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White-Collar Crime

Ex-SEC Lawyer Pleads in Dreier Case, Got $100K to Play Role re $44M in Fake Notes

Posted Nov 9, 2009 2:20 PM CDT
By Martha Neil

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A lawyer who formerly worked in the enforcement division of the U.S. Securities & Exchange Commission has pleaded guilty to helping attorney Marc Dreier try to sell $44.7 million of fake notes to sophisticated investors.

Robert Miller, 52, said Dreier paid him $100,000 to impersonate individuals at a Canadian pension plan and an Icelandic hedge fund in order to make the transactions concerning the fictitious notes seem legitimate, according to the Wall Street Journal (sub. req.).

He pleaded guilty today in Manhattan federal court to securities fraud and conspiracy to commit securities fraud and wire fraud, and could get as much as 20 years in prison when he is sentenced in February.

The New York Law Journal provides links to the criminal information (PDF) and plea agreement (PDF) in the case.

Additional details are provided in an Am Law Daily post.

Dreier, the former managing partner of the Dreier law firm in New York, was sentenced in July to a 20-year federal prison term for after pleading guilty to securities fraud, conspiracy and other charges. Federal authorities alleged that he sold some $700 million in fake notes to hedge funds and other sophisticated investors, as detailed in earlier ABAJournal.com posts.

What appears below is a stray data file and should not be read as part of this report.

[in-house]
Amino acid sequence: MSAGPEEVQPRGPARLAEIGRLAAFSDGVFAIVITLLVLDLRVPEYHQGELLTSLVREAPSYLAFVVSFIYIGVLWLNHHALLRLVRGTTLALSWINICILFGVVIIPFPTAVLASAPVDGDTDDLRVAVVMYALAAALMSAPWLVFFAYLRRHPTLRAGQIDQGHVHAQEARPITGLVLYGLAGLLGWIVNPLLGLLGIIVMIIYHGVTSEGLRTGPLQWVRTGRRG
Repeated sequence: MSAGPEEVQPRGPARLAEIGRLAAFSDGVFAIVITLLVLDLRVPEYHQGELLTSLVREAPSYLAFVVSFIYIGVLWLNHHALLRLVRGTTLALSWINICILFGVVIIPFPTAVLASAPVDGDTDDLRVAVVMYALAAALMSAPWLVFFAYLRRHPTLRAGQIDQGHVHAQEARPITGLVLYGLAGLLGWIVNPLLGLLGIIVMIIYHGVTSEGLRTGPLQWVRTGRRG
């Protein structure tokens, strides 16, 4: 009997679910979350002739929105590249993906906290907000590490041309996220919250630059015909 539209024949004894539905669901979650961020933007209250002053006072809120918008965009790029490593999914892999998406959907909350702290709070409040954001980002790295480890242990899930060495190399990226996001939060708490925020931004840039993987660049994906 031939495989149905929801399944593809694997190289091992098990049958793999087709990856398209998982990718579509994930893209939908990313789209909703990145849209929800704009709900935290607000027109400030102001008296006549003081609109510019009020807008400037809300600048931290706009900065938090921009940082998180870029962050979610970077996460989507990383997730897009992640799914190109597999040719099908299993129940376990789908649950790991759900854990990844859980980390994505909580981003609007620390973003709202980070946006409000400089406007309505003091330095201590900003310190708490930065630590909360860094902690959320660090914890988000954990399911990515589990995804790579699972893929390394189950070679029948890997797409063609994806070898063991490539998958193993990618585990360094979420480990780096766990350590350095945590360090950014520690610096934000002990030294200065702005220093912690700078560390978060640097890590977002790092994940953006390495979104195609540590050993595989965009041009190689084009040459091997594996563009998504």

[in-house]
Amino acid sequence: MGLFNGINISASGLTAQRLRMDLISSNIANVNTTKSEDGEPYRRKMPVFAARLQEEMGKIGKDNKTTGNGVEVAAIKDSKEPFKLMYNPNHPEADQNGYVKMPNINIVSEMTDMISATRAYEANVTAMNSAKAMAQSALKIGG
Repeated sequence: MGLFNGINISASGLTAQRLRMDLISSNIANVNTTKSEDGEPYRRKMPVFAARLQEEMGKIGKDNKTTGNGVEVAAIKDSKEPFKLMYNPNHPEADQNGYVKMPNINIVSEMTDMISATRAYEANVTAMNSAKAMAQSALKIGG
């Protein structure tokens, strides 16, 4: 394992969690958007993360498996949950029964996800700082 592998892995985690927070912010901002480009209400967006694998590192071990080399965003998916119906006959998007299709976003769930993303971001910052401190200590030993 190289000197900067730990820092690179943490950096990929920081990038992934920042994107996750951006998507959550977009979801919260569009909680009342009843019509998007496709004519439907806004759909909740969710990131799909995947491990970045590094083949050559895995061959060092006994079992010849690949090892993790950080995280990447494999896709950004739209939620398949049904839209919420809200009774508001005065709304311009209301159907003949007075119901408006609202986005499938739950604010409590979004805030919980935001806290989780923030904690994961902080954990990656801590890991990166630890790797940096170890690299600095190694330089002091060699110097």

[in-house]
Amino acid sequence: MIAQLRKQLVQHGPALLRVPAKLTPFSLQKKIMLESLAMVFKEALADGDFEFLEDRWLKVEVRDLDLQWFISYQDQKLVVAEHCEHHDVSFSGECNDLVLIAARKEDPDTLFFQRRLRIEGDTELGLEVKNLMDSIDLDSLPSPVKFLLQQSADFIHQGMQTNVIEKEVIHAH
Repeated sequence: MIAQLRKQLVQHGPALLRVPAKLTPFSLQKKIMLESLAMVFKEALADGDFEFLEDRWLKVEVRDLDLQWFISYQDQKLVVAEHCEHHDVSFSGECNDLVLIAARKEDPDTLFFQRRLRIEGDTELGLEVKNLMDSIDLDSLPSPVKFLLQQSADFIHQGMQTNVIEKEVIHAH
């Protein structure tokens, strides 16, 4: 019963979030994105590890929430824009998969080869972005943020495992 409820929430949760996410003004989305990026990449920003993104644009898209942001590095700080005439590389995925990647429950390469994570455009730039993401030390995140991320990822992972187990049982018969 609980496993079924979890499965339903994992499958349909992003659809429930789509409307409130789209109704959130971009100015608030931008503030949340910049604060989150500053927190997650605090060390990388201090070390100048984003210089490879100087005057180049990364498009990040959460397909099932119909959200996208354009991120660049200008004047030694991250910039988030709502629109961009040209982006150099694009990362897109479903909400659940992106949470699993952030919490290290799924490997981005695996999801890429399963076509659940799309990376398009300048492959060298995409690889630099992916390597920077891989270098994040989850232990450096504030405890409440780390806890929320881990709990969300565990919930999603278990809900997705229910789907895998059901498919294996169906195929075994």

A third individual, onetime registered securities broker Kosta Kovachev, pleaded guilty to conspiracy and wire fraud in the case earlier this month.

Earlier coverage:

ABAJournal.com: "Dreier’s High-Adrenaline Life on the Edge"

ABAJournal.com: "Attorney Marc Dreier Says Midlife Crisis, Sense of Failure Drove Massive Fraud"

ABAJournal.com: "New Dreier Case Charges: Ex-Broker Was Paid $215K to Impersonate Executives"

Updated at 5:45 p.m. to link to Am Law Daily post and at 7:20 p.m. to link to New York Law Journal article.

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